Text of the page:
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MNAAP Newsletter

Pediatricians’ Voices on Equity Needed Outside the Clinic

By Nate Chomilo, MD, Minnesota Doctors for Health Equity

Nate ChomiloHere’s a statistic that may be hard to hear: Only 10 to 20 percent of health outcomes are attributable to health care.

For all our education, training and expertise, there is only so much we as physicians can do if we choose to only work within our clinics or hospitals.

We can highlight the ongoing health disparities (health differences that arise from economic, social or environmental disadvantages) that are worse in Minnesota than almost every other state, but putting a spotlight on the problem alone is not a solution. These disparities also arise from implicit bias, explicit bias and the structural racism intrinsic to many parts of our society, our healthcare system being no different.

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The Providers Will See You Now, Congressman

In early September, South Lake Pediatrics in Eden Prarie hosted a visit with Representative Erik Paulsen. It was his second visit to the clinic to discuss health care and other issues affecting children.

Anne Skemp, MD, reached out to MNAAP for talking points on CHIP reauthorization and DACA. Below is a summary of the visit:

Why did South Lake Pediatrics decide to invite Rep. Paulsen to a meeting? What did the clinic hope to accomplish or communicate?
This was Rep. Paulsen’s second visit to our clinic. The first time, on November 16, 2016, we wanted to highlight our clinic’s relationship to the Somali population in his district and to discuss some of the ways that he could keep that population of children in mind in his legislation. This time, we wanted to discuss the ongoing efforts to repeal the ACA and also topics such as immigration and health care policy affecting minors, such as defunding Planned Parenthood.

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MNAAP Policy Committee Begins Agenda-Setting Work

Eric Dick headshotBy Eric Dick, MNAAP Lobbyist

While fall has only recently arrived, planning for the 2018 legislative session has begun in earnest with the first meeting of the MNAAP’s Policy Committee in late September. The 2018 session is slated to begin on February 20.

Despite the difficulty in predicting the issues that will dominate the action at the Capitol in 2018, some predictions can safely be made. As the second year of the biennium, the 2018 session will be dominated by debate on policy issues, rather than the budget-focused nature of the previous session.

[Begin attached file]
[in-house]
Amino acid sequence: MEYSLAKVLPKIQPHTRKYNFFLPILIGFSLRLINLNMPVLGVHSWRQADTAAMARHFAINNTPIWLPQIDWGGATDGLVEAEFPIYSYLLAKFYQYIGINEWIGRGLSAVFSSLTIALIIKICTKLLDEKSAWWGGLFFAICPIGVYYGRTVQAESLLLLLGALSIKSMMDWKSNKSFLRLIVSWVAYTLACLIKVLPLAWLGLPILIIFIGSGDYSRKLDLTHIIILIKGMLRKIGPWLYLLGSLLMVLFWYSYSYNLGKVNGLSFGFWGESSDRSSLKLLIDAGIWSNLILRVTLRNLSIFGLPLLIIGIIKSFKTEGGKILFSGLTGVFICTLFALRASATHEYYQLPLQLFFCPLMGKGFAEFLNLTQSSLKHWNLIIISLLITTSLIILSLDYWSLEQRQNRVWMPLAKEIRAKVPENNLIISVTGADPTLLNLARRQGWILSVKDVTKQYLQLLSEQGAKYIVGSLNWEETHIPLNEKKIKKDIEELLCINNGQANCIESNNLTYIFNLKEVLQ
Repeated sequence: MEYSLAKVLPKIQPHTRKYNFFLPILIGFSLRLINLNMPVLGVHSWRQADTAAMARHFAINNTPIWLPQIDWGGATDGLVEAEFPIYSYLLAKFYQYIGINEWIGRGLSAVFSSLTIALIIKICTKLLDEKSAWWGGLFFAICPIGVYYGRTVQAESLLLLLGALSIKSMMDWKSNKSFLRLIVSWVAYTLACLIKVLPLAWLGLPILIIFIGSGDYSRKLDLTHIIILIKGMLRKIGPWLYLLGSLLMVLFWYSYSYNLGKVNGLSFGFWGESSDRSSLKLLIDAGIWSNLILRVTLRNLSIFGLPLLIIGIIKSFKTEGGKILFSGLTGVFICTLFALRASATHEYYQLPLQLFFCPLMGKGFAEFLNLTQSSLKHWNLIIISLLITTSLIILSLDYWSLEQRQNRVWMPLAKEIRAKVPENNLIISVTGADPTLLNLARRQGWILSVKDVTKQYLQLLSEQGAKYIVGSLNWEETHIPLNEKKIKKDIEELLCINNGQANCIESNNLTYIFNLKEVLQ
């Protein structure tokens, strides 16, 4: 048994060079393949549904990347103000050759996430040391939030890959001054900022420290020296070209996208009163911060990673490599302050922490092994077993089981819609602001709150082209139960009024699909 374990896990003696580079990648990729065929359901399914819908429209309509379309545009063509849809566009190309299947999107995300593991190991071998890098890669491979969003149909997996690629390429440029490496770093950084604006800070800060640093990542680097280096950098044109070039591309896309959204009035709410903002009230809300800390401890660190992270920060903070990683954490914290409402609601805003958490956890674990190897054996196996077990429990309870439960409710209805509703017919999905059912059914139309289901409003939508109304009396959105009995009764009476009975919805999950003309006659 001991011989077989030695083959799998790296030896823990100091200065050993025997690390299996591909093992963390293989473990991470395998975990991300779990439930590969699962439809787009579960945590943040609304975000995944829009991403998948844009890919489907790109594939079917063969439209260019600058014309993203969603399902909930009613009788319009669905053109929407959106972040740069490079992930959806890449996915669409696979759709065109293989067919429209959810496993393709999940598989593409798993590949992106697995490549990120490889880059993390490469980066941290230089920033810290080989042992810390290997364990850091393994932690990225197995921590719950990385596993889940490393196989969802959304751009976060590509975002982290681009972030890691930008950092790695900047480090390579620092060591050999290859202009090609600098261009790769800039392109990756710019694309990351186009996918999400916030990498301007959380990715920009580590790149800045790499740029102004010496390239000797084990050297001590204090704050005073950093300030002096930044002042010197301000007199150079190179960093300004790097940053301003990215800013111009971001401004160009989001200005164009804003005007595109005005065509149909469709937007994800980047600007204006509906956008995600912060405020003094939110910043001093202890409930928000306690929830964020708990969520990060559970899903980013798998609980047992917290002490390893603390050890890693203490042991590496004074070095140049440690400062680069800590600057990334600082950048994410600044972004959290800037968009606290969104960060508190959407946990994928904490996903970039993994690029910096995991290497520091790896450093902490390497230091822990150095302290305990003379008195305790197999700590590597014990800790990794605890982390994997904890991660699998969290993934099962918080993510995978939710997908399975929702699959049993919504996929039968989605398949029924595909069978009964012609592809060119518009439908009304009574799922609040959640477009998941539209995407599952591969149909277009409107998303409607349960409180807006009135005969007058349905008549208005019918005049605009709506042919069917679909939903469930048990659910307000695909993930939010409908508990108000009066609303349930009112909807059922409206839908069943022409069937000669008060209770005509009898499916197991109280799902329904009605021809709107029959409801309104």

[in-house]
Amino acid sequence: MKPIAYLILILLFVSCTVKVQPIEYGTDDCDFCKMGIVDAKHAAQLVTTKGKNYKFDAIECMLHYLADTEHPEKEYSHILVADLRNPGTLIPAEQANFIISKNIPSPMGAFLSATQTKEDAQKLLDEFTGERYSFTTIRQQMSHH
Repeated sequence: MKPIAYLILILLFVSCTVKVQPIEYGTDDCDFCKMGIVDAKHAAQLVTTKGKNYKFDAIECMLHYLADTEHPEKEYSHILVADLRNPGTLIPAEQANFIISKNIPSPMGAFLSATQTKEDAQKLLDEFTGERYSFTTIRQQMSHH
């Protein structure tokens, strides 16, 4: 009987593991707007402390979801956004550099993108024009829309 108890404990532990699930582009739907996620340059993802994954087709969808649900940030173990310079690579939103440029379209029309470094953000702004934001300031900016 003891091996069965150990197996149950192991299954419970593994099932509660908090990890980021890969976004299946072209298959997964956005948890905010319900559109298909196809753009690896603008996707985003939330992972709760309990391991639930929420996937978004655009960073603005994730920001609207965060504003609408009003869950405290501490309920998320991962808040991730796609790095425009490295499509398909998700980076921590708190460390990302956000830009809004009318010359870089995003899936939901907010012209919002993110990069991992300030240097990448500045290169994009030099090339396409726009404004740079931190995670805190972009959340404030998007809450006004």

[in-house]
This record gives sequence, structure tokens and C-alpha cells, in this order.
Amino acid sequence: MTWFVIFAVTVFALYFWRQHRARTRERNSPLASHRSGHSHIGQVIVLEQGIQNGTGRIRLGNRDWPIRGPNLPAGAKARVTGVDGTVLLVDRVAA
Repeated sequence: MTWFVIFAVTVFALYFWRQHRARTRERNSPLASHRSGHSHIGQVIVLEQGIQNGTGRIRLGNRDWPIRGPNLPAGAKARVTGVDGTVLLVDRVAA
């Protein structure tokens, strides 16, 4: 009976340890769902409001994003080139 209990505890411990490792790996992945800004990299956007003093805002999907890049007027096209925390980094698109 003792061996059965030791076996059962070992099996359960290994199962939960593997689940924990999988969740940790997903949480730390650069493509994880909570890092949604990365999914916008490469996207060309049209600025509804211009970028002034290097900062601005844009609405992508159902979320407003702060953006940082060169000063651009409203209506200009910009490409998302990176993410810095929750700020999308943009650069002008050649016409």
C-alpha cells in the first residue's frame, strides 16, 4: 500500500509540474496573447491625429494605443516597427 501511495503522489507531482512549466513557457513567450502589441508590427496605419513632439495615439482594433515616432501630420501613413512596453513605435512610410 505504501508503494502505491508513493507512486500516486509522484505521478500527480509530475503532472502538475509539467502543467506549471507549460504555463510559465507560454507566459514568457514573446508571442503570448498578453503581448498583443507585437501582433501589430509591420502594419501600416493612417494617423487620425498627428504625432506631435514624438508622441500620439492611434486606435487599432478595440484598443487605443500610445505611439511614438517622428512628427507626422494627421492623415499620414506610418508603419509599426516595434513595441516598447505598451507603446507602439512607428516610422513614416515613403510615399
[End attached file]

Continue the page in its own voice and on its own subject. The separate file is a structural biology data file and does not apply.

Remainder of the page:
Many Capitol veterans are predicting a session with very little substance. Though it’s a policy year, it’s also possible that legislators will have to address budget issues should tax revenue not meet projections. All too often, deficits have been “fixed” by cutting health care programming.

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Threats to Children’s Health Care Abound


Eric Dick headshot

By Eric Dick, MNAAP Lobbyist 

The program that provides care to millions of America’s infants, children, and adolescents is under siege, and the threats come from multiple directions.  From Washington, D.C. to St. Paul to the boardrooms of major insurers, coverage for pediatric patients is under constant risk.

As of this writing in mid-July, legislation under consideration in the U.S. Congress remains a moving target. Solid intelligence about what is being included or left out of proposals is rare, and reports suggest that many different versions of these bills remain in play.

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Advocating for Prenatal to Three Investments and Interventions

By Mark Nupen, MD

As a retired pediatrician but lifelong child advocate, I had the privilege of recently attending the bipartisan “Prenatal to Three Policy Forum” hosted by Elders for Infants and Representatives Deb Kiel and Dave Pinto.

These quarterly forums, which have been gaining traction among policy makers and pediatric advocates, are designed to help attendees “learn about what key organizations and coalitions are working on to improve state policy for early childhood, from prenatal through age 3.”
I highly recommend pediatricians attend, if possible, because prevention works best when it’s done early.

Literacy, for example, is an extremely important social determinant of health. Although language development is critical in the first three years, half of all new mothers receiving Medicaid do not have books in their house. Research suggests as many as 70 percent of prison inmates are mostly illiterate. Low literacy is also a key factor in high school dropouts and teen pregnancies.

If I were still in practice, parental literacy would be one of my new “vital signs.”

In my opinion, prenatal to age 3 is the perfect span of time for focused interventions. It is the prime age for child abuse and family dysfunction, which is why it is the prime age for building parenting skills and literacy.

During the forum, legislators spoke about the importance of keeping in contact with your own representatives and senators because it is likely they have little knowledge about these issues and need your help.

Following the forum, I connected with Clara Sharp, a doula from North Minneapolis who works with at-risk moms. I also connected with Laura Lacroix-Dalluhn who works with the Minnesota Coalition for Targeted Home Visiting, which includes pregnant moms in prison.

We cannot do this work alone, nor can we rely on a few legislators. We all need to contribute to our legislators’ skills and knowledge.

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